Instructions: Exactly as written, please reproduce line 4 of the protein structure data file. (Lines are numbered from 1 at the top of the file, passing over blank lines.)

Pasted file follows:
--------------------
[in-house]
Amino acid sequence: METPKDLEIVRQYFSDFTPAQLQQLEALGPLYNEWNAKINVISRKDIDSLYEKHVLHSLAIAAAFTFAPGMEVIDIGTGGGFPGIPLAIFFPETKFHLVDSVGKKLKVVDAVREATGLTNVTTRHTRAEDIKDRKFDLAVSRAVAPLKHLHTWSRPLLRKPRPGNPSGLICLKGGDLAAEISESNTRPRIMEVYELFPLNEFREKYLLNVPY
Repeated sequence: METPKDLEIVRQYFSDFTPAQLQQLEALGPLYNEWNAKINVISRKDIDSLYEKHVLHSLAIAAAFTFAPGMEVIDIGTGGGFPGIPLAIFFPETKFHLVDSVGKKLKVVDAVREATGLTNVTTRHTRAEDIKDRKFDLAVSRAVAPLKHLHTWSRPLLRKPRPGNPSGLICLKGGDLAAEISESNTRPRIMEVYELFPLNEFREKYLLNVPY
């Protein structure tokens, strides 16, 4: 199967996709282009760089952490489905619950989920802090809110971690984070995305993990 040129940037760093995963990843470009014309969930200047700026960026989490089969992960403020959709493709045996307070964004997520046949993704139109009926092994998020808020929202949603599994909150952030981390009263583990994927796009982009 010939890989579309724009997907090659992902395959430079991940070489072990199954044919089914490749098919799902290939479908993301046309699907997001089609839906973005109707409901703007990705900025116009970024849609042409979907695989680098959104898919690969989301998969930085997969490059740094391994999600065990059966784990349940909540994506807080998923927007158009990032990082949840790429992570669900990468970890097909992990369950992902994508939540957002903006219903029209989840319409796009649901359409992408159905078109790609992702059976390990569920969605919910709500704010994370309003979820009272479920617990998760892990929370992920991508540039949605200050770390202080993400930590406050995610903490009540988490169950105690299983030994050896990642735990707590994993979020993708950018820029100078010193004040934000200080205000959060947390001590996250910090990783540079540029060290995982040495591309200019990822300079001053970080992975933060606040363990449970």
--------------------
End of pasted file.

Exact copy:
């Protein structure tokens, strides 16, 4: 199967996709282009760089952490489905619950989920802090809110971690984070995305993990 040129940037760093995963990843470009014309969930200047700026960026989490089969992960403020959709493709045996307070964004997520046949993704139109009926092994998020808020929202949603599994909150952030981390009263583990994927796009982009 010939890989579309724009997907090659992902395959430079991940070489072990199954044919089914490749098919799902290939479908993301046309699907997001089609839906973005109707409901703007990705900025116009970024849609042409979907695989680098959104898919690969989301998969930085997969490059740094391994999600065990059966784990349940909540994506807080998923927007158009990032990082949840790429992570669900990468970890097909992990369950992902994508939540957002903006219903029209989840319409796009649901359409992408159905078109790609992702059976390990569920969605919910709500704010994370309003979820009272479920617990998760892990929370992920991508540039949605200050770390202080993400930590406050995610903490009540988490169950105690299983030994050896990642735990707590994993979020993708950018820029100078010193004040934000200080205000959060947390001590996250910090990783540079540029060290995982040495591309200019990822300079001053970080992975933060606040363990449970």